Pick-up in infra playing out differently for large and small players

Larsen & Toubro
Last week when Larsen & Toubro (L&T) announced it had bagged Rs 28.64 billion contract from the Railways for constructing a 222-km track for the eastern dedicated freight corridor, it was the twenty sixth order announcement that the infrastructure major made in the past six months. 

The pace of project award from the government, whether it is more metro construction, railways or highways, is bringing in some signs of recovery in corporate order books. A clear divide is, however, visible between the small and big companies in the kinds of contract they are picking up. For companies like L&T, which are not struggling with pressing debt concerns but are yet not participating in the public private partnership projects (PPP), it is a strategy call to stick to government-funded contracts.

Having burnt their fingers with the PPP model of build operate transfer (BOT) in the past, companies have been cautious in choosing projects. Larger conglomerates such as GMR, GVK and Reliance Infrastructure are struggling to bring down their debt. 

“We do not intend to touch PPP projects and this is true of our peers, too, as all larger companies are concentrating on reducing debt. That explains our absence from hybrid annuity and toll operate transfer projects. We will continue to look at EPC projects that are funded by the government,” said an official from an engineering, procurement and construction (EPC) company, which in the past has executed some of the marquee infrastructure projects in the country.

R Shankar Raman, chief financial officer for L&T, at the company’s third quarter earning press conference, stated TOT (toll-operate-transfer) places a higher risk on the operator making it unviable for L&T to consider participation in such projects. At the same time, smaller companies stand to gain from the opportunities thrown open by newer models like HAM (hybrid annuity model) and TOT in the PPP space, due to greater flexibility. “Small to mid-size EPC companies have a more nimble cost structure compared to bigger ones,” said Nitin Bhasin, managing director and Head of Equities Research, Institutional Equities, Ambit Capital. Bhopal-based Dilip Buildcon, for instance, reported over 63 per cent increase in year-on-year order book to Rs 175.68 billion as on March 31, 2017.

HAM projects are expected to form 65 per cent of the project mix in terms of award in 2018-19 followed by EPC at 25%. The remaining 10% would be awarded on BOT (Build-Operate-Transfer).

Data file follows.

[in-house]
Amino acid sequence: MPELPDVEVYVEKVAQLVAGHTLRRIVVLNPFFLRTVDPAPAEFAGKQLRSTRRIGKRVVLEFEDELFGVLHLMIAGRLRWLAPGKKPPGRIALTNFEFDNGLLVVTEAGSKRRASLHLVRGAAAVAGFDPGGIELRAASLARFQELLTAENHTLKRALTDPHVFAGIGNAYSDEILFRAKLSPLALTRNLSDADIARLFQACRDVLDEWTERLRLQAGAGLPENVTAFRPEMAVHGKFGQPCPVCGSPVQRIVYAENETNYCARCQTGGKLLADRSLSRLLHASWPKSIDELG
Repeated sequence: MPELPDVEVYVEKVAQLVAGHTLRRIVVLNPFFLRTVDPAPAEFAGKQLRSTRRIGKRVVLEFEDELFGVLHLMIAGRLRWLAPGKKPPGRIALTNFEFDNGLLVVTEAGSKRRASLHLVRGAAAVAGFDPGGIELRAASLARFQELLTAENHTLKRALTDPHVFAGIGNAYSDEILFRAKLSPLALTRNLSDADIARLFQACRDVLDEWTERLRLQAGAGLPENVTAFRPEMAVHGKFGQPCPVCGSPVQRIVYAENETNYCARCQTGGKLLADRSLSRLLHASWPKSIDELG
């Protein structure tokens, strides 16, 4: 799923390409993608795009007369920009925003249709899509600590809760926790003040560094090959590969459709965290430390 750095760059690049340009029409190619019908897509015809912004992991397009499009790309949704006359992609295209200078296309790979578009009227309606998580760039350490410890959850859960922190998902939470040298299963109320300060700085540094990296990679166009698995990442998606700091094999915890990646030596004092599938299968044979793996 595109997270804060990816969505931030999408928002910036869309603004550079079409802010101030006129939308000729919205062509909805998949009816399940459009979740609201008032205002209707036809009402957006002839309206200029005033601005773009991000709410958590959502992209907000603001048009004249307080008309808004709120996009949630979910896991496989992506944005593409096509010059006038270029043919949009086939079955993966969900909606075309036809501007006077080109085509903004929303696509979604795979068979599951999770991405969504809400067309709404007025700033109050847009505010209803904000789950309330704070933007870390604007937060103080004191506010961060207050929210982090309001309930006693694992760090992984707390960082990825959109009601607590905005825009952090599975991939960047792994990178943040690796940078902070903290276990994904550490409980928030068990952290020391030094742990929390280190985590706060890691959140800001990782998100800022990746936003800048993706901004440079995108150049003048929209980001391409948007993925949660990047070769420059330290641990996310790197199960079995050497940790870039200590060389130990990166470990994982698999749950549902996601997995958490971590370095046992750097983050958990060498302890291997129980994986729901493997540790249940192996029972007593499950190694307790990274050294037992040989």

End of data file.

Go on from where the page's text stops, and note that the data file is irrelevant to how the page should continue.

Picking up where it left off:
For the smaller companies planning to opt for an initial public offering (IPO), there is an added pressure to beef up order books before going to the market. “In the EPC space faces a lot of competition, sometimes with companies planning for an IPO, the bidding is aggressive to ensure an order book is built,” said Bhasin.

Industry analysts also point out there is considerable reduction in the order size, making projects more attractive for smaller companies while larger companies shy away from exposure to below Rs 10 billion worth of projects. A larger number of projects bid out under the HAM model were below the Rs 10 billion value.

Companies MEP Infrastructure are scripting a transformation for their order book profile but TOT is not yet not attractive for them. “The company is looking at a transformation from a tolling company to a highway construction company. For TOT projects, if the size of project bundle is reduced then mid-sized companies can look at investing in them,” said Jayant Mhaiskar, vice-chairman and managing director for the company.

In the first lot of TOT projects, a joint venture of Macquarie and Ashoka Buildcon last week emerged as the wining consortium with a bid Rs 96.8 billion. “At the moment, there is a level of maturity in the market, where companies are taking a calculated decision and not high risks before bidding for projects," said Vasistha Patel, managing director, Sadbhav Infrastructure Projects.

Companies like Sadbhav Infrastructure see the current level of maturity in the EPC market as conducive for aspiring for more projects. “We will actively look at HAM projects but have not participated in TOT. We will look at TOT if a good opportunity comes up later on. We did not bid in the earlier rounds because of the size of the projects and given it was the first round we would like to see how it works. 

Even as smaller companies emerge as the flag-bearer of the current revival in infrastructure, there is a word of caution. “If we look at a longer history, those companies which grow rapidly in this space can also go bust. In the last cycle, we saw a number of companies rise fast and then suffer due to one wrong project or decision” said Bhasin from Ambit Capital. “There is a new set of players now but we one cannot rule out if a similar fate awaits some of them. However, few like Sadbhav Engineering have managed to grow the order book steadily and balance sheet healthy," he said. 

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